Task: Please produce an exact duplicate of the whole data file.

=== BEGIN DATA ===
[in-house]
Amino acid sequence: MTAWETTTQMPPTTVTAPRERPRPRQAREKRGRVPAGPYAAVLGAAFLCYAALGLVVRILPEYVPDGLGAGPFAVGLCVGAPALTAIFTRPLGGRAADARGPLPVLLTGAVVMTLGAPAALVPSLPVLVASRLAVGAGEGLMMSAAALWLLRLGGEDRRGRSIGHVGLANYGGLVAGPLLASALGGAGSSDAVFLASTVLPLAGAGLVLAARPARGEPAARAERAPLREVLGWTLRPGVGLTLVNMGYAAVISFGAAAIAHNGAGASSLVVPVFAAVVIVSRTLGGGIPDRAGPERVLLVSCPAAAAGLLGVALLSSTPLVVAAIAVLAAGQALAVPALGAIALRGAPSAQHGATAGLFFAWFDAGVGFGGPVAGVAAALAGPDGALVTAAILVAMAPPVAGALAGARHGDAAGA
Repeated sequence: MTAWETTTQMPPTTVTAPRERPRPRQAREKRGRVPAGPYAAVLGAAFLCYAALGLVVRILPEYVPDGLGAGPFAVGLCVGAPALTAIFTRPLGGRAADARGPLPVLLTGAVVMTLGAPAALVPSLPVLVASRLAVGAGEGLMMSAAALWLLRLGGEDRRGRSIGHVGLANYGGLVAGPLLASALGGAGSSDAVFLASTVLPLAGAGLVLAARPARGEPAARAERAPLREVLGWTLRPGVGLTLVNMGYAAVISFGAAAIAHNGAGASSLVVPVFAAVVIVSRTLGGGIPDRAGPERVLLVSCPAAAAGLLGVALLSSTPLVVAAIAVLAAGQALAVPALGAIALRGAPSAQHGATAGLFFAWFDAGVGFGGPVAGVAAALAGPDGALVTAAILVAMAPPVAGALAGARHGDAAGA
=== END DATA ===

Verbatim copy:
[in-house]
Amino acid sequence: MTAWETTTQMPPTTVTAPRERPRPRQAREKRGRVPAGPYAAVLGAAFLCYAALGLVVRILPEYVPDGLGAGPFAVGLCVGAPALTAIFTRPLGGRAADARGPLPVLLTGAVVMTLGAPAALVPSLPVLVASRLAVGAGEGLMMSAAALWLLRLGGEDRRGRSIGHVGLANYGGLVAGPLLASALGGAGSSDAVFLASTVLPLAGAGLVLAARPARGEPAARAERAPLREVLGWTLRPGVGLTLVNMGYAAVISFGAAAIAHNGAGASSLVVPVFAAVVIVSRTLGGGIPDRAGPERVLLVSCPAAAAGLLGVALLSSTPLVVAAIAVLAAGQALAVPALGAIALRGAPSAQHGATAGLFFAWFDAGVGFGGPVAGVAAALAGPDGALVTAAILVAMAPPVAGALAGARHGDAAGA
Repeated sequence: MTAWETTTQMPPTTVTAPRERPRPRQAREKRGRVPAGPYAAVLGAAFLCYAALGLVVRILPEYVPDGLGAGPFAVGLCVGAPALTAIFTRPLGGRAADARGPLPVLLTGAVVMTLGAPAALVPSLPVLVASRLAVGAGEGLMMSAAALWLLRLGGEDRRGRSIGHVGLANYGGLVAGPLLASALGGAGSSDAVFLASTVLPLAGAGLVLAARPARGEPAARAERAPLREVLGWTLRPGVGLTLVNMGYAAVISFGAAAIAHNGAGASSLVVPVFAAVVIVSRTLGGGIPDRAGPERVLLVSCPAAAAGLLGVALLSSTPLVVAAIAVLAAGQALAVPALGAIALRGAPSAQHGATAGLFFAWFDAGVGFGGPVAGVAAALAGPDGALVTAAILVAMAPPVAGALAGARHGDAAGA